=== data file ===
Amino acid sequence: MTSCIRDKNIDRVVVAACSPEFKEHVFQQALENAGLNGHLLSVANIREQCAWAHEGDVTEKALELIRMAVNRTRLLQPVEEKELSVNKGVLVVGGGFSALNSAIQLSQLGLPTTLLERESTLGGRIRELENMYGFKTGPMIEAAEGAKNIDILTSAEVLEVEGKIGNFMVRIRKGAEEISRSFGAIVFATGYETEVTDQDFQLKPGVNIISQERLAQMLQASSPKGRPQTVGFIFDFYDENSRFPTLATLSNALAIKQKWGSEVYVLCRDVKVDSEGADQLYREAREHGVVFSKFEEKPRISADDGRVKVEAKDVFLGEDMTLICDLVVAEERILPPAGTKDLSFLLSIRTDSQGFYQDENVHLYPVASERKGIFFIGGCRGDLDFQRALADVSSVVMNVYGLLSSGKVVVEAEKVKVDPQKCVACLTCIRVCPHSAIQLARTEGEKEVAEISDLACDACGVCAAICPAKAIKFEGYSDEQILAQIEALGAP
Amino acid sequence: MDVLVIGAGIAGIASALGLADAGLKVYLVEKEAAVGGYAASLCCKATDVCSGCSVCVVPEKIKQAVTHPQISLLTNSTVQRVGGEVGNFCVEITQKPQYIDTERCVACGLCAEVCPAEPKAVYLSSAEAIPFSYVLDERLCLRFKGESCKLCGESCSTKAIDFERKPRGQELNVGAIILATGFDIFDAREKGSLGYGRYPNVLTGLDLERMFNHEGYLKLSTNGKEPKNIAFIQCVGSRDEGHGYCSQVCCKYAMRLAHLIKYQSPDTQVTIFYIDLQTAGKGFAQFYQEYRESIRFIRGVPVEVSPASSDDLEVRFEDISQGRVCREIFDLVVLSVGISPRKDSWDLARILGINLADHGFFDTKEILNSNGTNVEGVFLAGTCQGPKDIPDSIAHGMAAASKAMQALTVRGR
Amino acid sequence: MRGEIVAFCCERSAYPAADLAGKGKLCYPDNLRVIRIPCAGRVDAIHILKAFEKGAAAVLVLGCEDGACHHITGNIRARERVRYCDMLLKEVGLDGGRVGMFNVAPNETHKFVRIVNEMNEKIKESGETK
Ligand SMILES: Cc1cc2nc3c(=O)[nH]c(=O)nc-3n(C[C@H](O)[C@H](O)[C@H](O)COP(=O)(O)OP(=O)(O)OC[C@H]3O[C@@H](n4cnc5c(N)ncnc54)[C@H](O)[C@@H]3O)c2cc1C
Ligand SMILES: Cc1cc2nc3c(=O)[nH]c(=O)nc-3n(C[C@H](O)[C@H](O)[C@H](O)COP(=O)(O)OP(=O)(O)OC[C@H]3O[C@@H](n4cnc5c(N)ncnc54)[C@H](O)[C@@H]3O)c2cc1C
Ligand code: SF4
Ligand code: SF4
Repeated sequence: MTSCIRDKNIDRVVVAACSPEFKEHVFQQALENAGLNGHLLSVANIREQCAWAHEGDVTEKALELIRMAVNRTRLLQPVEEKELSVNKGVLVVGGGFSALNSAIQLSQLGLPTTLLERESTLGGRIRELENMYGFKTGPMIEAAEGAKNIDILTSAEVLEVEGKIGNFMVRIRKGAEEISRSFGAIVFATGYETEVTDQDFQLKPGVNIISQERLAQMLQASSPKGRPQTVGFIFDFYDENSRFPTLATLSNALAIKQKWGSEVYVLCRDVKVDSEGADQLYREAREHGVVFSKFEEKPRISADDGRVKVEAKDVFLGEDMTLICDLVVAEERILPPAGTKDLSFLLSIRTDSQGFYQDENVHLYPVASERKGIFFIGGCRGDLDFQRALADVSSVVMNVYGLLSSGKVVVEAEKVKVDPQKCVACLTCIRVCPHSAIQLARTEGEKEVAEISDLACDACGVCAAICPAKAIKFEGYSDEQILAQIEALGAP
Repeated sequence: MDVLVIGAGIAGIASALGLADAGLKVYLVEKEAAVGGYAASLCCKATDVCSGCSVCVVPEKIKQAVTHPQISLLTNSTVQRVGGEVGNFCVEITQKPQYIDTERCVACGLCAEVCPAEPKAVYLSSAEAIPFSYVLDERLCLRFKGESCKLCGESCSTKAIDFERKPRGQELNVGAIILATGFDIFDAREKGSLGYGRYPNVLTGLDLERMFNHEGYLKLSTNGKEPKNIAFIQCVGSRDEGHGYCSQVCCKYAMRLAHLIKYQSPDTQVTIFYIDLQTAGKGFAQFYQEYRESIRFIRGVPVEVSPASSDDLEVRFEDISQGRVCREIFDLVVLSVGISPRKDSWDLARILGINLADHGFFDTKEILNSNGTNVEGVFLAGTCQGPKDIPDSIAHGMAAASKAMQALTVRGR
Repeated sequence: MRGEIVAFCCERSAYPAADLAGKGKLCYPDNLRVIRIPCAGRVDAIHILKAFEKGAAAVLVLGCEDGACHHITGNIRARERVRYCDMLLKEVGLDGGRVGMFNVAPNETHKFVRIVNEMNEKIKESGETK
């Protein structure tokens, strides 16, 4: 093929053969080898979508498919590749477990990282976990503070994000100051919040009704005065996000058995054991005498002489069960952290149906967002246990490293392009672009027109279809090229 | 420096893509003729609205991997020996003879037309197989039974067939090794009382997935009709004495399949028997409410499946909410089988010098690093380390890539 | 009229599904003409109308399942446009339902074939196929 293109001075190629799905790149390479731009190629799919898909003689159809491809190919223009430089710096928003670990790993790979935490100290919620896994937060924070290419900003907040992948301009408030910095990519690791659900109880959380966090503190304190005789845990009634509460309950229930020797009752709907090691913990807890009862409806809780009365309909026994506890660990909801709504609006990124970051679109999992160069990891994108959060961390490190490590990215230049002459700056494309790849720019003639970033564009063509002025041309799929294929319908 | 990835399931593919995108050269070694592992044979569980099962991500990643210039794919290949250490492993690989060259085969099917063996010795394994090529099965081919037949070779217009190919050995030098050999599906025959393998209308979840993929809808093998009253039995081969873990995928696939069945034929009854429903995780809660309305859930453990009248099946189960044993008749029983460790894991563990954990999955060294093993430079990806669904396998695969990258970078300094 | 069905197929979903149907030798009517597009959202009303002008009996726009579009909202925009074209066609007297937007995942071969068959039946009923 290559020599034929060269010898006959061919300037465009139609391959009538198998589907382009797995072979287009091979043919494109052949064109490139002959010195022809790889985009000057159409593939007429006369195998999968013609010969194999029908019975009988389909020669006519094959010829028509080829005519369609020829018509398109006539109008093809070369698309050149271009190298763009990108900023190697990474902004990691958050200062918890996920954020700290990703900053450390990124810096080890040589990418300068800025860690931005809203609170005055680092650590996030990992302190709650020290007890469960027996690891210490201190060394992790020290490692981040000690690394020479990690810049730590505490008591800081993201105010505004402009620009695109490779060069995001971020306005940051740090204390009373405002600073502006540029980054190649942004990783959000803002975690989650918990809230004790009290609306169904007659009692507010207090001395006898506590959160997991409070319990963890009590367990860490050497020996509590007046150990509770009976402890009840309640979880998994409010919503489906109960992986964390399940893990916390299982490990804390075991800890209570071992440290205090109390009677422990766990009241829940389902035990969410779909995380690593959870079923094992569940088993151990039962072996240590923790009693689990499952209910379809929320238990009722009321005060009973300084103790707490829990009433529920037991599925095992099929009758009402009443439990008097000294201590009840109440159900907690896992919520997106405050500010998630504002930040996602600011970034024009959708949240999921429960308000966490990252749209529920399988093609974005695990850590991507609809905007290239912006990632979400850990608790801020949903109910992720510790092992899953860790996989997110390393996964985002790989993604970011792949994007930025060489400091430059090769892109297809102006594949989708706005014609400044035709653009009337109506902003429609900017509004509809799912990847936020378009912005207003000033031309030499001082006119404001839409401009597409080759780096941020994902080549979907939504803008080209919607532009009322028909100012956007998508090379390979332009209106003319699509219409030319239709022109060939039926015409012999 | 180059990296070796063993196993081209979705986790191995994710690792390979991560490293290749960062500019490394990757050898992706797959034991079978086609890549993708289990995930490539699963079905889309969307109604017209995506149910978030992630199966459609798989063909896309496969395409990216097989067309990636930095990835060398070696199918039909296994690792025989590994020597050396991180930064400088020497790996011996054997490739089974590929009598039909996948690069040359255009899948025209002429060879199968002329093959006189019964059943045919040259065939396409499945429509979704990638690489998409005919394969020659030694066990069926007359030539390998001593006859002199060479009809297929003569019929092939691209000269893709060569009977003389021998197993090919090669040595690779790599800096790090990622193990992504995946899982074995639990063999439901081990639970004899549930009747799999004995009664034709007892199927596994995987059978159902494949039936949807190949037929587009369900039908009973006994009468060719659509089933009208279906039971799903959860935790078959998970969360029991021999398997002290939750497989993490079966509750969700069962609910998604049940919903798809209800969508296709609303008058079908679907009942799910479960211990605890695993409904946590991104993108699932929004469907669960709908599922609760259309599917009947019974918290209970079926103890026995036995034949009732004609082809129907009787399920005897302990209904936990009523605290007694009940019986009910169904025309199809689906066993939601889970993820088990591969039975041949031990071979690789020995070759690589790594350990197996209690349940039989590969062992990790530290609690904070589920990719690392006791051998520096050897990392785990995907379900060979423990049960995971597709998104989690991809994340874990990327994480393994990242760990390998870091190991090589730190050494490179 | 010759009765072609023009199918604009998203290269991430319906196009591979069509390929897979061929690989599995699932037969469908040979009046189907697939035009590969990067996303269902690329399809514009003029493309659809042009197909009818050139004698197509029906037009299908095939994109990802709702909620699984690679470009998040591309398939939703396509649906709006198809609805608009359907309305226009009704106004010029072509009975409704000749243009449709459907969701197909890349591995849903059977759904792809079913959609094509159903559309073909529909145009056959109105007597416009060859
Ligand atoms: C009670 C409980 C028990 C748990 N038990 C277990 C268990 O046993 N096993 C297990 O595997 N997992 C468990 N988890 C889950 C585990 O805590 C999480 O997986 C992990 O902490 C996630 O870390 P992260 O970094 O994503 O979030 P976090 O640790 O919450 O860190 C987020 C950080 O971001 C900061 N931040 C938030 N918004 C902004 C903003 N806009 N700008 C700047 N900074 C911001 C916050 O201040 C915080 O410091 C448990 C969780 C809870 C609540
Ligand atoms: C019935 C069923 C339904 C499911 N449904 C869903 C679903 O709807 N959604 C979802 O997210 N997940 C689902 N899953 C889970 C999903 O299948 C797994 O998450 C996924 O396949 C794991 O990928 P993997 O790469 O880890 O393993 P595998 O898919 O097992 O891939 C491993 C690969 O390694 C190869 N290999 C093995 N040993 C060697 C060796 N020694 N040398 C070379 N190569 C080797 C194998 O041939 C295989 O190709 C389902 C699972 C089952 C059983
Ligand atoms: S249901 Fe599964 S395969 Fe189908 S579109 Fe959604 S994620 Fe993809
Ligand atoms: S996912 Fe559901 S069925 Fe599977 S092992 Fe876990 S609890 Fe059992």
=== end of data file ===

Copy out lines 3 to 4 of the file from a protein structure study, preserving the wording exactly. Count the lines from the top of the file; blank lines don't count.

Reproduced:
Amino acid sequence: MRGEIVAFCCERSAYPAADLAGKGKLCYPDNLRVIRIPCAGRVDAIHILKAFEKGAAAVLVLGCEDGACHHITGNIRARERVRYCDMLLKEVGLDGGRVGMFNVAPNETHKFVRIVNEMNEKIKESGETK
Ligand SMILES: Cc1cc2nc3c(=O)[nH]c(=O)nc-3n(C[C@H](O)[C@H](O)[C@H](O)COP(=O)(O)OP(=O)(O)OC[C@H]3O[C@@H](n4cnc5c(N)ncnc54)[C@H](O)[C@@H]3O)c2cc1C